Anemia in Newborn Foals

Courtnee Morton, DVM
By Courtnee Morton, DVM on May 23, 2023
Mare and foal

In This Article


What Is Anemia in Newborn Foals?

Anemia, or an abnormally low red blood cell count, can affect horses of any age. Anemia occurs due to decreased/abnormal red blood cell production, or the destruction of red blood cells. This compromises the blood’s oxygen-carrying capacity, which means that tissues and organs throughout the horse’s body does not receive adequate oxygen. Anemia in foals leads to weakness, lethargy, poor growth, and other negative side effects.

Symptoms of Anemia in Newborn Foals

Symptoms of anemia in newborn foals can be somewhat vague but include:

  • Low energy and weakness

  • Not nursing, or nursing less than usual

  • Lethargy

  • Increased heart rate or respiratory rate

  • Yellowing of the eyes or mucous membranes (icterus)

  • Dark urine

Because foals have an immature immune system, illness can set in quickly and cause a rapid decline. If you notice any of the above in your newborn foal, have them examined by a veterinarian right away.

Causes of Anemia in Newborn Foals

Neonatal isoerythrolysis (NI) is one of the most common causes of anemia in newborn foals, usually diagnosed in the first few days of life.

NI is caused by an incompatibility of the mare and foal’s blood types. The mare produces antibodies against the foal’s blood cells, which are then ingested by the foal through colostrum (the mare’s first milk, high in antibodies) in the first 6-8 hours of life. These antibodies then attack the foal’s red blood cells and cause them to rupture, leading to severe anemia which can become life-threatening.

NI signs begin within the first week of life, with an average between six hours and three days after birth.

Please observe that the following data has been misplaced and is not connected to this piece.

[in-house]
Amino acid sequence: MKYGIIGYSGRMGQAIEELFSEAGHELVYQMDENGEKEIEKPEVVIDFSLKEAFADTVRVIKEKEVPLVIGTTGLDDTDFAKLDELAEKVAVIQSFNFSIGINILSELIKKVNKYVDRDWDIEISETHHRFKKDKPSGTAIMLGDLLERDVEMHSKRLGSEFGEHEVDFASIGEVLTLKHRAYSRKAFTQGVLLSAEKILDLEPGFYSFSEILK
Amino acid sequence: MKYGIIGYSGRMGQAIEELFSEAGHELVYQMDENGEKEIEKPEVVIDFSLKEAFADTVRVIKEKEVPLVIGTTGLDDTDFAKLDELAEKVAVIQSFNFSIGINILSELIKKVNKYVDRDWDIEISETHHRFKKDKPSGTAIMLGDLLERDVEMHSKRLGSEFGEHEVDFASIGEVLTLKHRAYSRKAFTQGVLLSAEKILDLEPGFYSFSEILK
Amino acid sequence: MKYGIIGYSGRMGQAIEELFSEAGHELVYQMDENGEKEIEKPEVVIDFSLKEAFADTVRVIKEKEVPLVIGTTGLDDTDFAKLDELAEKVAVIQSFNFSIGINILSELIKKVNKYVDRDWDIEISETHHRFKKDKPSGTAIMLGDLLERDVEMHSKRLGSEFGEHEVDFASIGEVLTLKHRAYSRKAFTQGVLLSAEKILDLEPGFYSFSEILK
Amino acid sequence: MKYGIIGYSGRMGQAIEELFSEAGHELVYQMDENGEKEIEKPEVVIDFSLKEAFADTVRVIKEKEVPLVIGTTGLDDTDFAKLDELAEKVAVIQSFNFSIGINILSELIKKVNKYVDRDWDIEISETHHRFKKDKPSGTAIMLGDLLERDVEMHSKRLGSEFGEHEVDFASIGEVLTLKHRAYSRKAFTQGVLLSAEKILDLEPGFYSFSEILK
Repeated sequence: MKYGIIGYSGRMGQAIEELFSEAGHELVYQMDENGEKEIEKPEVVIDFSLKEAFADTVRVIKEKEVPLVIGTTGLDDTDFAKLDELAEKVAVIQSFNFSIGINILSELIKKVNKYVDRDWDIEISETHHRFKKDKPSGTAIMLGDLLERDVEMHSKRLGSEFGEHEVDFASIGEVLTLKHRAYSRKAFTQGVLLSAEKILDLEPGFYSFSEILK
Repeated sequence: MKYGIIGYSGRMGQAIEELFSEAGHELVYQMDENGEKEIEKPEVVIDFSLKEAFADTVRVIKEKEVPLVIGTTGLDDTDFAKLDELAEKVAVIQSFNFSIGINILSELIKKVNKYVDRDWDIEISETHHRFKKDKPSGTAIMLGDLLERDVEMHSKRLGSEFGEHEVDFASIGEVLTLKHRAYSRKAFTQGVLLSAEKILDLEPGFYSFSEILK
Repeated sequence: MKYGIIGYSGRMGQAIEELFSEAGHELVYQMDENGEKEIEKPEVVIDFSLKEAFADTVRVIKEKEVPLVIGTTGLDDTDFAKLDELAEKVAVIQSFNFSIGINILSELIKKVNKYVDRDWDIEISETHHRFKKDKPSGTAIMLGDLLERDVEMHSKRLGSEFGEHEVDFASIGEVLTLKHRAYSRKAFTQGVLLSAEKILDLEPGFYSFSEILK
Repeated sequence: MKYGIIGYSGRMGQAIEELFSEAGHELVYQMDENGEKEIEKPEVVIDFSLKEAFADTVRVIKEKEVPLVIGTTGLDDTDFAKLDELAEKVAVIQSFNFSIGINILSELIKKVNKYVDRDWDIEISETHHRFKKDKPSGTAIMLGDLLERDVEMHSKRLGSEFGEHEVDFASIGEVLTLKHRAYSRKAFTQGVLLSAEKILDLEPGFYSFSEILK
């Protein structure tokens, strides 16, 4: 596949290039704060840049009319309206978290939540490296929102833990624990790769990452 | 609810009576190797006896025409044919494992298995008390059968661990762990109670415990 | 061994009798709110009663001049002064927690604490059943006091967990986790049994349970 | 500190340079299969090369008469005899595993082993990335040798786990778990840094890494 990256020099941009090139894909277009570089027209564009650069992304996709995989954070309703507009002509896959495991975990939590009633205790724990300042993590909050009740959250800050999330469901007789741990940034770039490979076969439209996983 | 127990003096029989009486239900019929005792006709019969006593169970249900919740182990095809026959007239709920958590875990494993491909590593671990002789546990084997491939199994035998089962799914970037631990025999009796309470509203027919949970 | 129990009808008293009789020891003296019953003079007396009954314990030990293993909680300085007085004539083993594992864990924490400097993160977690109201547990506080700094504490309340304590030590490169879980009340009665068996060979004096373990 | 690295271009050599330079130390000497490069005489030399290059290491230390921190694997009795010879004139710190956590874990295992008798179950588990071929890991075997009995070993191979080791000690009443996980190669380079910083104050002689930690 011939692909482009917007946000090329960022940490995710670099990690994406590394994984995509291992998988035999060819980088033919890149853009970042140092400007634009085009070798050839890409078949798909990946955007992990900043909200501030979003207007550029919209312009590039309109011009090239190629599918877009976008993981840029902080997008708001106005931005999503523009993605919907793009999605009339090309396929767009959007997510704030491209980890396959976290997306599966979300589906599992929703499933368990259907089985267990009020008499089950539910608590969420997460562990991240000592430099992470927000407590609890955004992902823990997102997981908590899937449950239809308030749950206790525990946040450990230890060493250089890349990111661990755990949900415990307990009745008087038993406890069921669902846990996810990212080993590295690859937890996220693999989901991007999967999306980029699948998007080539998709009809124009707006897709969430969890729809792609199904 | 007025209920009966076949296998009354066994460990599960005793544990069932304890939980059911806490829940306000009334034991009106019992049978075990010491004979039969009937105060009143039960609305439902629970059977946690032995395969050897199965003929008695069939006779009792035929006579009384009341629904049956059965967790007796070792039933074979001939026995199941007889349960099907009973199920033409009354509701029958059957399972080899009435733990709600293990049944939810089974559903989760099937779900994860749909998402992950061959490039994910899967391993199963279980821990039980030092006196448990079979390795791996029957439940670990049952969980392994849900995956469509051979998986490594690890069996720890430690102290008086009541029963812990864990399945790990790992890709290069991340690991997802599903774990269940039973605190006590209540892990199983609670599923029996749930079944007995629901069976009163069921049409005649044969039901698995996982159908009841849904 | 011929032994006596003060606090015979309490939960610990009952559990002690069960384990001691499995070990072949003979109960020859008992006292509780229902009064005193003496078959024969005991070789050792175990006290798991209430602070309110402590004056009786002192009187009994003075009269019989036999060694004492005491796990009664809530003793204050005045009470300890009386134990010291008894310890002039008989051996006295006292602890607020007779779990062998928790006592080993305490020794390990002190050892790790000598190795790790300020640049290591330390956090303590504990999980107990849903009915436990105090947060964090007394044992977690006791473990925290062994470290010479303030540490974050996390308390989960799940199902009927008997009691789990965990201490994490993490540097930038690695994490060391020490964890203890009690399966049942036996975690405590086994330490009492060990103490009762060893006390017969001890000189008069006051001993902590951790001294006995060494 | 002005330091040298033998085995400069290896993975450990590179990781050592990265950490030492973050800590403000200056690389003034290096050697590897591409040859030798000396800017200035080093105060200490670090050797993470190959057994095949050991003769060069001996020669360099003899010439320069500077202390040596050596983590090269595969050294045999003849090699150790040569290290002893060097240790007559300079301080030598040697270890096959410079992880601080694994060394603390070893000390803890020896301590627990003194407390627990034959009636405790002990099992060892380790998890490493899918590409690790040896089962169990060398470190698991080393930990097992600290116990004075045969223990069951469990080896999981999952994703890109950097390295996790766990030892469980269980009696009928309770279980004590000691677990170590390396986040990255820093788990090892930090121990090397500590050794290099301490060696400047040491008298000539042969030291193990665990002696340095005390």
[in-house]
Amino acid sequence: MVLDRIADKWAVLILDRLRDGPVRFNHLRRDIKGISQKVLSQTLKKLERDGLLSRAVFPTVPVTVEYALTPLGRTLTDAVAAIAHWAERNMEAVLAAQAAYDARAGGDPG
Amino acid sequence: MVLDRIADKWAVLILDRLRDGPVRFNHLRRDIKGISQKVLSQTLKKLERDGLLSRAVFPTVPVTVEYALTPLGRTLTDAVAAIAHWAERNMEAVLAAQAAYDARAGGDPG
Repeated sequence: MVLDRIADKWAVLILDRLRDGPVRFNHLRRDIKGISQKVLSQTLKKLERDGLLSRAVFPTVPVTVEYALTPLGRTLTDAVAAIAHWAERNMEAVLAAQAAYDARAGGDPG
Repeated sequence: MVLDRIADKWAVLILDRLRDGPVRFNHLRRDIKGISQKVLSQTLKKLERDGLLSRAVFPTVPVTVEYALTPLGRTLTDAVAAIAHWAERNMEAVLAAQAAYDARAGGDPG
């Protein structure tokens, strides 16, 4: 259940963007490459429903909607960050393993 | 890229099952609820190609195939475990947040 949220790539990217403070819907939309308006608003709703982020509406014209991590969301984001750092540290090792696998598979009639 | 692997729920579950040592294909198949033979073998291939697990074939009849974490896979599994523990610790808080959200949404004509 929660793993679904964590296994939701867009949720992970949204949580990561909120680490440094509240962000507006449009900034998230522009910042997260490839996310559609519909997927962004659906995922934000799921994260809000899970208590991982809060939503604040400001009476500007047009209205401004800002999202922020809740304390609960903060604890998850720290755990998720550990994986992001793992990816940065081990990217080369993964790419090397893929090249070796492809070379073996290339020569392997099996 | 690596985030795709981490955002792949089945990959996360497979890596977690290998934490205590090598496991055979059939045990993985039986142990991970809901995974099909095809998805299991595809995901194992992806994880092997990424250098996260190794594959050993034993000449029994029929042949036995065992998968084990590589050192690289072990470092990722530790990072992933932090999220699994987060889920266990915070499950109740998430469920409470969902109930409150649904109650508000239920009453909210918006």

NI is relatively rare, only occurring in 1–2% of all foals, but up to 10% of mules. In horses, Thoroughbreds seem to be the breed most affected. NI can occur with maiden (first-time pregnancy) mares, but there is a higher risk for mares that have previously had a blood transfusion. Other risk factors include those who may have exposure to fetal blood types before giving birth, such as in cases of placentitis, infection, or a difficult birth. If a mare has a foal with NI once, the condition can become more common with additional pregnancies, especially if bred to the same stallion.

Other causes of anemia in newborn foals include:

  • Blood loss or trauma

  • Inherited disorders or conditions that cause abnormal or insufficient red blood cell production

  • Infection

Diagnosis of Anemia in Newborn Foals

The simplest way to diagnose and prepare for NI in foals is a screening test conducted two weeks before a mare’s due date. A small amount of blood is pulled and checked for antibodies against other blood types. If this is not done before birth and your foal begins to show signs of anemia, your veterinarian will perform multiple tests along with a basic physical examination, blood work, and base IgG antibody testing. These might include:

  • CBC with blood smear: will detect a low PCV (packed cell volume) which is an indicator of anemia. The blood smear will allow veterinarians to look at the cells under the microscope and evaluate for signs of a breakdown of those red blood cells.

  • Crossmatch testing: a simple test that can be done at a clinic, or sent out to a lab. This will check to see if red blood cells are destroyed when the foal’s and mare’s blood are mixed. This test is commonly used before emergent blood transfusions to check for likelihood of a reaction.